Why when you ping a host in a LAN the TTL value is 128 but if you ping a host in another network the TTL value decreases from 255 to 254 my question is why the TTL value is 128?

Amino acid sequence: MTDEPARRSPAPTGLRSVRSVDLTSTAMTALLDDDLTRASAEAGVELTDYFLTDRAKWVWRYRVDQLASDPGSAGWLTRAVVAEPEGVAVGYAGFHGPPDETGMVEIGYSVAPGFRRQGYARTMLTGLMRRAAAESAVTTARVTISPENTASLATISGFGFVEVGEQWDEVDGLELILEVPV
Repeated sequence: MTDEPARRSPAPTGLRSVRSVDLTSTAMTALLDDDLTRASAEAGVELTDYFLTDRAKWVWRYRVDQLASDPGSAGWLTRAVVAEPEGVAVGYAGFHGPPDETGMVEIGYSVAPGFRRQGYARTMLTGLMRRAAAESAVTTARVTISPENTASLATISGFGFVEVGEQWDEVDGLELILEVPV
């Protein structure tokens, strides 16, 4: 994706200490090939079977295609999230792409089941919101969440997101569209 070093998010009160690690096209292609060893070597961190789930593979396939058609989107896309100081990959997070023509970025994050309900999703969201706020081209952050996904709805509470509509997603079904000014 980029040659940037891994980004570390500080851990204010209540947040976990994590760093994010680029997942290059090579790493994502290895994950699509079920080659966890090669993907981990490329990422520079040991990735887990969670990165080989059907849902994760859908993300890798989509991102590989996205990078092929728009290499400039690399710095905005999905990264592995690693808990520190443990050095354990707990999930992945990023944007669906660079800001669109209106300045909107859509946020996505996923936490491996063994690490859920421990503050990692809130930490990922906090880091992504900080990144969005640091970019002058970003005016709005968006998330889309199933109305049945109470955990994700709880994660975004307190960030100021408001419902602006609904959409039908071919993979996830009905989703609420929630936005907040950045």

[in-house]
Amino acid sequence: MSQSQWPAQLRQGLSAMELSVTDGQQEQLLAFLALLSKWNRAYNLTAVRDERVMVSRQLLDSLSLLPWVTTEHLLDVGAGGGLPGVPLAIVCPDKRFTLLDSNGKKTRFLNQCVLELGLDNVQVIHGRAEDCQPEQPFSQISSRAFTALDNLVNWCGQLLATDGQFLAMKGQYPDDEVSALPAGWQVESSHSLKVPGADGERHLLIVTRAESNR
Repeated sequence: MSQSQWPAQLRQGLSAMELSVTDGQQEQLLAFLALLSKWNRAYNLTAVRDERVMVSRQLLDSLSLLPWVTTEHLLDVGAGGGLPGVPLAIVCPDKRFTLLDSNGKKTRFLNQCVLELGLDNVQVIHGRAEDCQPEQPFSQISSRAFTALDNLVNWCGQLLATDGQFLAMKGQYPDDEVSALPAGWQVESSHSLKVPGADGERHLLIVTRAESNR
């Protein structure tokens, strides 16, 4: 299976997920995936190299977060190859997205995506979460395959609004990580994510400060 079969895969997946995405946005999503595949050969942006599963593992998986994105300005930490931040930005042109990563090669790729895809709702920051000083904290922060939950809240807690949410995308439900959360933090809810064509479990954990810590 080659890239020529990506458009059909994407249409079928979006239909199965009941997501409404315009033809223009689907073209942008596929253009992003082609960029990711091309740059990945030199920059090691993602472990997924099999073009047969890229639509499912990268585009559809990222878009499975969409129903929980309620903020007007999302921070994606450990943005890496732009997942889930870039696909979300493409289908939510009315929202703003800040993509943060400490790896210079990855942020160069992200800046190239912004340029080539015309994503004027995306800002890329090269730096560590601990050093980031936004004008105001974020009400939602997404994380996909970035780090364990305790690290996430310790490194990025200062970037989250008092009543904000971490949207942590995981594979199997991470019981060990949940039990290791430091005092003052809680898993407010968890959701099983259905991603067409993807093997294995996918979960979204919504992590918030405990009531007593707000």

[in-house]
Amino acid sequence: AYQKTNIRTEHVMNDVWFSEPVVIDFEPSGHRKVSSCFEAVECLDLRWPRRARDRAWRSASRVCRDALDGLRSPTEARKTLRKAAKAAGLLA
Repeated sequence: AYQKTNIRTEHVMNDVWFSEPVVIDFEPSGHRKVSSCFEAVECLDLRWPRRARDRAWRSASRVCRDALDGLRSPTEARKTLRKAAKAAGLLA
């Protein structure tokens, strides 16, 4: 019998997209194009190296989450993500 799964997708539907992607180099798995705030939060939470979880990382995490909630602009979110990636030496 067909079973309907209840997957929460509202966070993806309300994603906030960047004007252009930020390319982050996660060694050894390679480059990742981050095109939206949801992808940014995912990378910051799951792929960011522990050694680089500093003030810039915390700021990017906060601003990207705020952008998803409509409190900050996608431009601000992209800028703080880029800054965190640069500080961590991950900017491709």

The TTL or Time To Live is a value used to make packets eventually die, so they don't end up in infinite loops, clogging the network over time. Certain network devices decrement this value (routers mainly) by one as they process it. When the TTL reaches zero, the packet is discarded. Each Operating System implements its TCP/IP stack differently and starts packets off with the TTL of their choosing (the default TTL of the stack can be changed, but rarely is). Windows is 128 Linux is 64 Cisco is 256 So if your TTL is around 128 (remember the TTL gets decremented by certain devices) you are PROBABLY pinging a windows box. If it's near 256, probably Cisco etc. You can't rely on this information because other network devices can rewrite the TTL in a packet, but it's a decent indication of the OS on the other end, especially if it's a box you own and you aren't going through firewalls etc.